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Gut 36:142-145 doi:10.1136/gut.36.1.142
  • Research Article

Hepatic venous outflow obstruction in patients with polycystic liver disease: pathogenesis and treatment.

  1. W Uddin,
  2. J K Ramage,
  3. B Portmann,
  4. P Wilson,
  5. I Benjamin,
  6. K C Tan,
  7. R Williams
  1. Institute of Liver Studies, King's College Hospital, London.

      Abstract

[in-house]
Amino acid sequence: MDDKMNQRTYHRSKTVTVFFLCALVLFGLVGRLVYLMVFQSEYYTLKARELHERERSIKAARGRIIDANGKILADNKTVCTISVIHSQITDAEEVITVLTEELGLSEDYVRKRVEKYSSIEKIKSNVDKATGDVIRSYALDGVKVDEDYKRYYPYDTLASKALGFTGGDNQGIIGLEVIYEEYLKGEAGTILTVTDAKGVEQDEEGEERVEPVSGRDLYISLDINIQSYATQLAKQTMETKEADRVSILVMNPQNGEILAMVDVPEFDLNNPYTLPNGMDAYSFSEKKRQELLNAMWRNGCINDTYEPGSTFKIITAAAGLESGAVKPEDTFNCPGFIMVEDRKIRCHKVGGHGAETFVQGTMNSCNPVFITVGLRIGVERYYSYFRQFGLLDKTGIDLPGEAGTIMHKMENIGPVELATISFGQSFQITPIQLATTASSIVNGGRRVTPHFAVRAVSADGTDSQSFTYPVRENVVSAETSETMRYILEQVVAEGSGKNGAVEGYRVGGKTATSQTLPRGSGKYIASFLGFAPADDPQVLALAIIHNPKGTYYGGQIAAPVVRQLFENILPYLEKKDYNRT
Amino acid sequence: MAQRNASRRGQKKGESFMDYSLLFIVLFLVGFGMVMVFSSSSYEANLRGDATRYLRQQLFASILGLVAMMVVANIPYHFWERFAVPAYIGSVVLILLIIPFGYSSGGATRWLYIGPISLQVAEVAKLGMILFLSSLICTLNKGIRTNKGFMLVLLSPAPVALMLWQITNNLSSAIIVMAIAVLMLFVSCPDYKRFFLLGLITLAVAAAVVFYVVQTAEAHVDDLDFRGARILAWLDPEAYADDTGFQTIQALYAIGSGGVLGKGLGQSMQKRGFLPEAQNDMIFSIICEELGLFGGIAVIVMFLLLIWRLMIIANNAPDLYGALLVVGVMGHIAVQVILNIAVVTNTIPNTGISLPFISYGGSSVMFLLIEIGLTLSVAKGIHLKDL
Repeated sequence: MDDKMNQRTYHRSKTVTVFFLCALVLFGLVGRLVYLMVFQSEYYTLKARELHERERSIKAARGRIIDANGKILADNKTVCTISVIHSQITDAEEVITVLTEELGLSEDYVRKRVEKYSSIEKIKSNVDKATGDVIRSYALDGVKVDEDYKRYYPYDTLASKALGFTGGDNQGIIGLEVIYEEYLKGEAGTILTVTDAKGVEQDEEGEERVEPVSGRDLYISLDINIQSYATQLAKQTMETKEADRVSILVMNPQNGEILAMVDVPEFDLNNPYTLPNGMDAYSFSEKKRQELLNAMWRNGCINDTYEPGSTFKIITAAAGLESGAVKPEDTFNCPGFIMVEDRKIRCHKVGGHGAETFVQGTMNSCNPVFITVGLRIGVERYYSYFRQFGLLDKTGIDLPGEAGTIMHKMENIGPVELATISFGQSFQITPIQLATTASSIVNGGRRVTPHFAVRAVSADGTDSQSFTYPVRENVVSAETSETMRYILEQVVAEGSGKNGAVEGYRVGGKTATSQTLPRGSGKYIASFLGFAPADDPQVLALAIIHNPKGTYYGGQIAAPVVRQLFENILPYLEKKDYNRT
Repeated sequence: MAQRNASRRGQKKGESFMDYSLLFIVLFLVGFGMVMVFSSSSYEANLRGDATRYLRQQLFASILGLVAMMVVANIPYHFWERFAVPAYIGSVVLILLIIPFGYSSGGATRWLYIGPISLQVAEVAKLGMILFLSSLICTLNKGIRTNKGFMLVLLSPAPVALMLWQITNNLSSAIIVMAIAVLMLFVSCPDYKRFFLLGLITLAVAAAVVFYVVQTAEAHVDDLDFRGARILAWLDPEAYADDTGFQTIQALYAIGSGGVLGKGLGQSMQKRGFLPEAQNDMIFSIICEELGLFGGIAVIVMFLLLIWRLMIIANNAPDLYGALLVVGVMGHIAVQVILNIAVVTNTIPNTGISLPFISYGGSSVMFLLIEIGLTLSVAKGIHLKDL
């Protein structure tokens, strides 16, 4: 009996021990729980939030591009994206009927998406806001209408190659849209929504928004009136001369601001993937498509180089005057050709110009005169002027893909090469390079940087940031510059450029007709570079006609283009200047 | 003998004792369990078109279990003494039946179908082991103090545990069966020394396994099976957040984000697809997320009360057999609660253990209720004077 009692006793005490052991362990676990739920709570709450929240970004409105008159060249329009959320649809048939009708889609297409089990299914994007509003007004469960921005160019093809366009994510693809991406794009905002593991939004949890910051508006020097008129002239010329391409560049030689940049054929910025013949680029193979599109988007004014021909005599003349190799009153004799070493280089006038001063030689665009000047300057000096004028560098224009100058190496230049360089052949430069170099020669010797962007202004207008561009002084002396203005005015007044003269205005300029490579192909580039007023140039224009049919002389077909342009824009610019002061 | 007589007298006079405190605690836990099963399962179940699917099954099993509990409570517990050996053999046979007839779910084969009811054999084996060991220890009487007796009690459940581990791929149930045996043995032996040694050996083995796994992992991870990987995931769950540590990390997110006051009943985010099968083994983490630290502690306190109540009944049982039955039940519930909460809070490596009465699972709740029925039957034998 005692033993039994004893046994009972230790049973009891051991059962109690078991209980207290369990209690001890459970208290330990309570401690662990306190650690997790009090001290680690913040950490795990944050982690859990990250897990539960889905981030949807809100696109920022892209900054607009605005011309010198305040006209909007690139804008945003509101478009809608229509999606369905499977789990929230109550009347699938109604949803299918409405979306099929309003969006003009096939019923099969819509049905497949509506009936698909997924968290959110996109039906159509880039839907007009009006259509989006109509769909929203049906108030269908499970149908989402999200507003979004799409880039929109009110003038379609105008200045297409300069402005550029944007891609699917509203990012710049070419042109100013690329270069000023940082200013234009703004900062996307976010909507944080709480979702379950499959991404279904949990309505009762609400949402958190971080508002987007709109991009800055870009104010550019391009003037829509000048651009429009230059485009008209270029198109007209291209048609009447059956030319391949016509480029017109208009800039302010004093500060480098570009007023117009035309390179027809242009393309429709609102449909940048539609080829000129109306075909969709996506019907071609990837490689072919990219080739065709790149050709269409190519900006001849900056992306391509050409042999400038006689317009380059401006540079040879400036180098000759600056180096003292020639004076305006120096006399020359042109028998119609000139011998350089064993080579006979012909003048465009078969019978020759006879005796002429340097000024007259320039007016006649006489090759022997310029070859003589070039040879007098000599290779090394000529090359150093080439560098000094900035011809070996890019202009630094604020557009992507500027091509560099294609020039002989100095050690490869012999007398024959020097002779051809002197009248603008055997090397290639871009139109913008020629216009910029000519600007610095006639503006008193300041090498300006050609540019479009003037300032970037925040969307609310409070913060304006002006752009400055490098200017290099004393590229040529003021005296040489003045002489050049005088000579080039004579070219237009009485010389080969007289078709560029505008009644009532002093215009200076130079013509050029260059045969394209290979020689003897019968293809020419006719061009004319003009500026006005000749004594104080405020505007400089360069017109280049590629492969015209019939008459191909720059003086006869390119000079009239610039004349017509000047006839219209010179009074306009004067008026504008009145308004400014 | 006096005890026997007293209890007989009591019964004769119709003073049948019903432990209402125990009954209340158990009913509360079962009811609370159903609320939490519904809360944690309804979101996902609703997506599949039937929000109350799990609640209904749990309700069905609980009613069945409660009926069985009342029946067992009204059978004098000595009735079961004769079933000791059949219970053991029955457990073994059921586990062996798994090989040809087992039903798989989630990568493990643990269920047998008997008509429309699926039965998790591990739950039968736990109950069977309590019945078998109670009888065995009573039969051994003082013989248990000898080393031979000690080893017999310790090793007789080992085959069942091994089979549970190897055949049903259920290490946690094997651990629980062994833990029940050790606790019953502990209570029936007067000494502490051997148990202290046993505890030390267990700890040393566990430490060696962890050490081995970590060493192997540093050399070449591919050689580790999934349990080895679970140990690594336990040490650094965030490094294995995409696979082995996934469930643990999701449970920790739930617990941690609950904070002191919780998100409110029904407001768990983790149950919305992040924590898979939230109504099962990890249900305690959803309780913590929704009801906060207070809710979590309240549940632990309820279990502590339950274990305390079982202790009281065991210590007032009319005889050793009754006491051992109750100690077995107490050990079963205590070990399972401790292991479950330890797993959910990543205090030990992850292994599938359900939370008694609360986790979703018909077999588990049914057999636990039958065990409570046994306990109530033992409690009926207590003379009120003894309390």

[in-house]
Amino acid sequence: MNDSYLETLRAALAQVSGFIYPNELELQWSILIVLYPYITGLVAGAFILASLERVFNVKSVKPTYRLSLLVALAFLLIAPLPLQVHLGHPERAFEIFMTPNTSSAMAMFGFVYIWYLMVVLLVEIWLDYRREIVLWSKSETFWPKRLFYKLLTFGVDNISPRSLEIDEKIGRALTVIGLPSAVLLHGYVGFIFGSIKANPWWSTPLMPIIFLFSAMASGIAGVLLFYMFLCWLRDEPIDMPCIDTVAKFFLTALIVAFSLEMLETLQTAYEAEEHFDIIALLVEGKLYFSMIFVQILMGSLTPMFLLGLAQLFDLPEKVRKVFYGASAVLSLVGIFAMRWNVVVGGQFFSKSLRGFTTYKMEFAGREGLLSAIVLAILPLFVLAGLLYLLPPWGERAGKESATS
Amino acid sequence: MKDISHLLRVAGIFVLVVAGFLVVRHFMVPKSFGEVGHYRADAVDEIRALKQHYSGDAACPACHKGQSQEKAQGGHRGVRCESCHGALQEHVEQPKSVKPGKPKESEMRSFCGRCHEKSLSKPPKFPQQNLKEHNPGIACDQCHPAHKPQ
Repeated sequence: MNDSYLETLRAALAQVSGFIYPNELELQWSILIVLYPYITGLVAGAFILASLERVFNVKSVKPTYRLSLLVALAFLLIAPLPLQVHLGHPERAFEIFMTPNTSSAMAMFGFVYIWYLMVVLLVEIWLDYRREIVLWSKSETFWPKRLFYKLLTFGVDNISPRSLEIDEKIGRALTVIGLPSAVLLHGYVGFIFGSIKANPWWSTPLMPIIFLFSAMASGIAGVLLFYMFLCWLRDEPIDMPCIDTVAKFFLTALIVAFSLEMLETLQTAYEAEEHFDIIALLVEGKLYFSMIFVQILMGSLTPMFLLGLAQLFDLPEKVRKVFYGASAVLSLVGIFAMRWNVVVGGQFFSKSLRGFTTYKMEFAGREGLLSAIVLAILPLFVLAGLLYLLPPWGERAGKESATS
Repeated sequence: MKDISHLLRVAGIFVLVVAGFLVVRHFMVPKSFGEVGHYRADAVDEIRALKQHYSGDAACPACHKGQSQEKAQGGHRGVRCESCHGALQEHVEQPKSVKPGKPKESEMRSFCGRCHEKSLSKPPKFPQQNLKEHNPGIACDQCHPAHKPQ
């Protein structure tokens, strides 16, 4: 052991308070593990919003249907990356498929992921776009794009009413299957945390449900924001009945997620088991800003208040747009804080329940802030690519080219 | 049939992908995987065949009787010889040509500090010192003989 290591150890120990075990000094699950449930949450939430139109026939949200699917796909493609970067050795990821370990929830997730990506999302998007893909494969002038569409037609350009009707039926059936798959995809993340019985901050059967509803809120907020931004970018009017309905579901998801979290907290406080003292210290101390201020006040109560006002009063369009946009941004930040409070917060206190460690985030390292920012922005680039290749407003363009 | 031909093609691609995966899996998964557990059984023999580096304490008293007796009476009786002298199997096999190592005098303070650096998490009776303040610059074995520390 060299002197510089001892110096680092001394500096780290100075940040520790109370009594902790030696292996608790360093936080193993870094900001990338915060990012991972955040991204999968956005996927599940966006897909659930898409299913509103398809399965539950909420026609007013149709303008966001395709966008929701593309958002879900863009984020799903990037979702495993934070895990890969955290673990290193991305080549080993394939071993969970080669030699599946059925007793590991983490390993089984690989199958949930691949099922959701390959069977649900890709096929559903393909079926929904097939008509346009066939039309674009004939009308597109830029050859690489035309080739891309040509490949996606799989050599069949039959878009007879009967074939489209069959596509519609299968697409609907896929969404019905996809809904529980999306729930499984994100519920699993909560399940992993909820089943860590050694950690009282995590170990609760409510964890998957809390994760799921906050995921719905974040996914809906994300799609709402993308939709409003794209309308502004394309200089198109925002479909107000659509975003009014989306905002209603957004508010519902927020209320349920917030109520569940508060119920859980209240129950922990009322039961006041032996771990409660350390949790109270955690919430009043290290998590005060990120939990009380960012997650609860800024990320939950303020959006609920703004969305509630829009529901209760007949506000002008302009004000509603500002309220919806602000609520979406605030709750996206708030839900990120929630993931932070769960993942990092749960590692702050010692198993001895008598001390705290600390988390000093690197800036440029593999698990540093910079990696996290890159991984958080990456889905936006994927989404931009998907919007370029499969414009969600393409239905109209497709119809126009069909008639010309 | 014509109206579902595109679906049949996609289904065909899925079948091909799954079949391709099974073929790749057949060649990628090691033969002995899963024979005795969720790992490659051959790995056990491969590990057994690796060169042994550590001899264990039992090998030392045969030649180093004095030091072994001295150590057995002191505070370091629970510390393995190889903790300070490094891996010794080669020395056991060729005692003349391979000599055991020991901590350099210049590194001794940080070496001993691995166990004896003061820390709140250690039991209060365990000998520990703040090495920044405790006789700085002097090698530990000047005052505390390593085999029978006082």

Polycystic liver disease is commonly asymptomatic but may present with hepatomegaly, abdominal distension, and dull abdominal pain. Transudative ascites is a rare manifestation in these patients but may occur when portal hypertension is present resulting from associated hepatic fibrosis or after deroofing procedure of a cyst. Exudative ascites might suggest hepatic venous outflow obstruction. Four cases are described where hepatic venous outflow obstruction occurred in patients with polycystic liver disease. Three patients had orthotopic liver transplantation and one had a mesocaval shunt. Of the two patients that survived orthotopic liver transplantation both have shown considerable improvement in their symptoms. None of the patients had any confirmed procoagulant disorder. The mechanism of hepatic venous outflow obstruction in these patients seems to be mechanical compression of hepatic veins by the cysts and associated formation of thrombi in small hepatic vein tributaries. Patients with severe polycystic kidney/liver disease are at risk of hepatic venous outflow obstruction and the onset of this complication is heralded by tender hepatomegaly and presence of exudative ascites.